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Pawnbarian is a simple, but fascinating little game where brains are infinitely more useful than brawn. The name might be a play on the word barbarian, but it’s definitely less of an “I would like to rage” type game. And more of an “I proclaim my intention of luxuriating in the splendor of my wrathful indignation” kind of game.
Pawnbarian is a roguelike puzzler that plays on a chessboard. Every move you make is dictated by the movement patterns of chess pieces such as Pawns, Knights, and Bishops.
Every battle is a puzzle where you have to balance taking out your enemies in the least amount of moves, with taking as little damage as possible. The quicker you clear each stage, the more gold you gain for upgrades, but if you risk too much on a Queen’s Gambit, the only thing you will be checking is a game-over screen.
Rook, Line, & Sinker
Pawnbarian is an incredibly simple game to learn and can be played solely with a mouse. Each turn, you draw three cards that correspond to different Chess pieces, and you move your character around the board by playing those cards.
If you play a Rook, you can move as far you want in an orthogonal line. If you play a Bishop you move diagonally instead. Landing in a space occupied by an enemy figure defeats them, and that’s the game. Even if you aren’t familiar with Chess, the concept should be easy for anyone to pick up and play.
The tricky part comes from dodging attacks and using your character’s abilities and upgrades. The game always outlines squares where you will take damage. Hovering over an enemy will show you how they are contributing to that damage. So you have to really dig deep and plan out how to make your moves without getting hurt yourself
The faster you win, the more bonus gold you earn to spend before the next level. At the same time, you only heal 1 HP per stage, additional healing requires that precious gold.
Pawnbarian can be a really satisfying brain burner to work out how to land the best combos. Enemies aren’t just dudes on a grid. Each one has different quirks, such as being invincible as long as you are adjacent to them, or spreading a blight on the board that inflicts damage.
You have some tricks of your own too. Every card can be upgraded with four different effects. A shield that protects you from damage, a bonus action, or two different abilities that attack spaces orthogonally or diagonally adjacent to you.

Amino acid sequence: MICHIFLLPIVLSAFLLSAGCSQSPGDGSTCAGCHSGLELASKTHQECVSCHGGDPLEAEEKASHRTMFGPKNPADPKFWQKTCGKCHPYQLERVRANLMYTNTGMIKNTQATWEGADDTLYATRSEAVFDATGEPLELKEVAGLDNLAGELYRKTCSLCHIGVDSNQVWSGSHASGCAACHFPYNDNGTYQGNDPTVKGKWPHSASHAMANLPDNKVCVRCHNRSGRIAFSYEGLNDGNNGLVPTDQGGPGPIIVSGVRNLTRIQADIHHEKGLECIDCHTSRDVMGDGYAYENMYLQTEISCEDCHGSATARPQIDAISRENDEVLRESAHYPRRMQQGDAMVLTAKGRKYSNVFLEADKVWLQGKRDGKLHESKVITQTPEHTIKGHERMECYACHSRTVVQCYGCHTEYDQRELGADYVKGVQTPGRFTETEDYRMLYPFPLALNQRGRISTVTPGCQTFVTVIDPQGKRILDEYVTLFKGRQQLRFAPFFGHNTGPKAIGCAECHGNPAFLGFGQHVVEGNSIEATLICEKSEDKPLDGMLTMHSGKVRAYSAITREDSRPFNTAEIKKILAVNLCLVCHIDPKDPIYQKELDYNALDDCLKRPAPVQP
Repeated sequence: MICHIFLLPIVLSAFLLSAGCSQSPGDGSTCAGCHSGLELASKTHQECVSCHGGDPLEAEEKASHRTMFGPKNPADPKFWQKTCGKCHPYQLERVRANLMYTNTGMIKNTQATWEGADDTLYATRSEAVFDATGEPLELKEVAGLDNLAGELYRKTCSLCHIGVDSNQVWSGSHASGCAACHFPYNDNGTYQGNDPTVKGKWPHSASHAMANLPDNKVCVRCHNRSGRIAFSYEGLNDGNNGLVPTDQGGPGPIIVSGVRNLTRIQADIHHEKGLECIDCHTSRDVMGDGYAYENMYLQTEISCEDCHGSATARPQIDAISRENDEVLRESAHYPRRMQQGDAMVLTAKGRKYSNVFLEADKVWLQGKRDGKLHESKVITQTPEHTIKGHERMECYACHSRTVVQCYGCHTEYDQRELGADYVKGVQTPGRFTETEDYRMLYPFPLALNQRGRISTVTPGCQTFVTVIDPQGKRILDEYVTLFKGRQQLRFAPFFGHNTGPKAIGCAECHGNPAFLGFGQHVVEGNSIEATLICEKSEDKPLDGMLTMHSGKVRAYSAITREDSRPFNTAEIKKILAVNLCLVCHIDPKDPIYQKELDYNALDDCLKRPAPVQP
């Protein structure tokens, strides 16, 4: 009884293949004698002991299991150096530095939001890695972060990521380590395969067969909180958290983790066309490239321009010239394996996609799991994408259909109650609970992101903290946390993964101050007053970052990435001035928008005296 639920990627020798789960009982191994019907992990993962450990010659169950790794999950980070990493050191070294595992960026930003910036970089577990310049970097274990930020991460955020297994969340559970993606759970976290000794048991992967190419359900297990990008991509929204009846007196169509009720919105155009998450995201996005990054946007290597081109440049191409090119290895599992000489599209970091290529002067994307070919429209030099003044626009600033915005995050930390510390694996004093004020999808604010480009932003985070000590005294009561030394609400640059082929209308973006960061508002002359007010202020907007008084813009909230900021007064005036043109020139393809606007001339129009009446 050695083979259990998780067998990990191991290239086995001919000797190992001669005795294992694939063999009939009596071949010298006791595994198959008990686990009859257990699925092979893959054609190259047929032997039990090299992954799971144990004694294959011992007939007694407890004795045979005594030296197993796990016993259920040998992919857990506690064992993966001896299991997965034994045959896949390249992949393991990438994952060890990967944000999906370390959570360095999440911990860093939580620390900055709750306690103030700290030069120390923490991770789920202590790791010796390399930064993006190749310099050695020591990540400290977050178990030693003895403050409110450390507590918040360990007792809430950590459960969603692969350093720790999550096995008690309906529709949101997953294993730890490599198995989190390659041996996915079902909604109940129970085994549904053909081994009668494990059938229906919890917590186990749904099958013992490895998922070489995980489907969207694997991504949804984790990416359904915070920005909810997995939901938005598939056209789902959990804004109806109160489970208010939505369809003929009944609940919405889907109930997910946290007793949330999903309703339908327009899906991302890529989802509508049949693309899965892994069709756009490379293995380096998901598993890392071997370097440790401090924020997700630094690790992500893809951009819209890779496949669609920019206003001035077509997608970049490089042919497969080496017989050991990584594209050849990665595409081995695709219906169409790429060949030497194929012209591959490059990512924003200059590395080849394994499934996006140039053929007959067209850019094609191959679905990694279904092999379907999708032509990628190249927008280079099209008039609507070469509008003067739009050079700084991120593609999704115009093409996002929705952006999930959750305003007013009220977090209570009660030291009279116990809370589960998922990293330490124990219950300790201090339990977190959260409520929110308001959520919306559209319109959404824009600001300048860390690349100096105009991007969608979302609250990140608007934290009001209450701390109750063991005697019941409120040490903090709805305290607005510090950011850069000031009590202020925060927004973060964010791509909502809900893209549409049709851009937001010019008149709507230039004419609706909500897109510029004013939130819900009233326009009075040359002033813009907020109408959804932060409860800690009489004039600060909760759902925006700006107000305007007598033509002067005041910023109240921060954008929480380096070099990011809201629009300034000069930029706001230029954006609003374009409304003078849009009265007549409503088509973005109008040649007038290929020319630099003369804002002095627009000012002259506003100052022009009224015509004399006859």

It might not sound like much, but choosing what cards to upgrade really matters. Each of the game’s three dungeons has its own approach and strategies you need to use.
The three playable characters have their own playstyles as well. They all do a good job of taking the game’s simple concept and altering how you play with it. The Pawnbarian, for example, focuses on pawns and can turn them into queens during battle. While the Templar can gain extra actions by using two knights in a row.
The game’s visuals are simple but elegant. Its design remains consistent throughout the whole game, lending Pawnbarian a distinctive identity in a crowded market of puzzle games. Pawnbarian simply feels polished compared to a lot of games that cross my path for the same low price.
If you manage to master the game enough to clear all three dungeons with a single character, You can begin to take on ascending handicaps. They are similar to ascensions levels in games such as Slay the Spire. Alternatively, you can continue within the same dungeon to see how many stages you can win in a row before failing. If you want to test yourself, Pawnbarian gives you the option, which is nice.
Pawnbarian is a bite-sized game with a very focused design goal. The advantage of that combo is the game feels very polished and cohesive. The downside is that the game, while mentally challenging, is still a fairly shallow game for the genre.
The variety of upgrades you can obtain is small. You can never change the number of cards in your deck, and the enemies can get repetitive fairly quickly.
A big difference between Pawnbarian and other games is that feels intentional rather than an unfortunate shortcoming. Pawnbarian is single-minded with a specific experience that it wants to offer. That experience is a challenging brain teaser using a classic and timeless game in new ways. Limitation is often king to innovation, and with that Pawnbarian calls checkmate.
You may also enjoy my review of Rogue Summoner.
While I’m a big fan of roguelikes, I’m not really a puzzle gamer, nor do I have an interest in chess. Despite that, I still managed to enjoy Pawnbarian. I would have to wager that it would be that much more impressive to someone that had even a passing interest in either one.
Pawnbarian really is just a puzzle game with a few fairly thin roguelike elements. It doesn’t have the kind of variety, or longevity to keep my attention. Once I played all the characters and beat all the dungeons, I was ready to say goodbye. I had a good time, but no urge to play again and maybe that’s okay. It was me, not Pawnbarian, and we’re separating on amicable terms.
I may not have ever bought it on my own due to our incompatible nature, but I still had fun. I can clearly see that it’s worth the price, especially for those with a palette different from my mine.